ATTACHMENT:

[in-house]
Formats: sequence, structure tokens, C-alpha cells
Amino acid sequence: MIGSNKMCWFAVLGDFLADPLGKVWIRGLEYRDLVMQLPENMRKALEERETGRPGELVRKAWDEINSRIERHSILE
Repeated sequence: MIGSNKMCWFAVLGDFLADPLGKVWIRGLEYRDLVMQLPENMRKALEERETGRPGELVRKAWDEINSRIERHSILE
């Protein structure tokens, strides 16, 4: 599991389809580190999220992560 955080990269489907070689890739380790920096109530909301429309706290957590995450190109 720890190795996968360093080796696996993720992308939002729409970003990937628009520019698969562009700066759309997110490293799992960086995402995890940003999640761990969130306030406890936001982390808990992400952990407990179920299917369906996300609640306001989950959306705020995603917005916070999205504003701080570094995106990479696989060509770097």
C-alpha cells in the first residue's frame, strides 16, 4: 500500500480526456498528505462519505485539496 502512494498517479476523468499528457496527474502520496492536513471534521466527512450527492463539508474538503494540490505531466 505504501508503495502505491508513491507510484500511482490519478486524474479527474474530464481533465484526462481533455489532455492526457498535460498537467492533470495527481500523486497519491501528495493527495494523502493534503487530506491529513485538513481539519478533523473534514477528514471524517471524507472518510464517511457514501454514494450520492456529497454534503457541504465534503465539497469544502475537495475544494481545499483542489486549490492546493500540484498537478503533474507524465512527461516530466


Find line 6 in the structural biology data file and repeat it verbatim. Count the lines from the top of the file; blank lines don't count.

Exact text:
C-alpha cells in the first residue's frame, strides 16, 4: 500500500480526456498528505462519505485539496 502512494498517479476523468499528457496527474502520496492536513471534521466527512450527492463539508474538503494540490505531466 505504501508503495502505491508513491507510484500511482490519478486524474479527474474530464481533465484526462481533455489532455492526457498535460498537467492533470495527481500523486497519491501528495493527495494523502493534503487530506491529513485538513481539519478533523473534514477528514471524517471524507472518510464517511457514501454514494450520492456529497454534503457541504465534503465539497469544502475537495475544494481545499483542489486549490492546493500540484498537478503533474507524465512527461516530466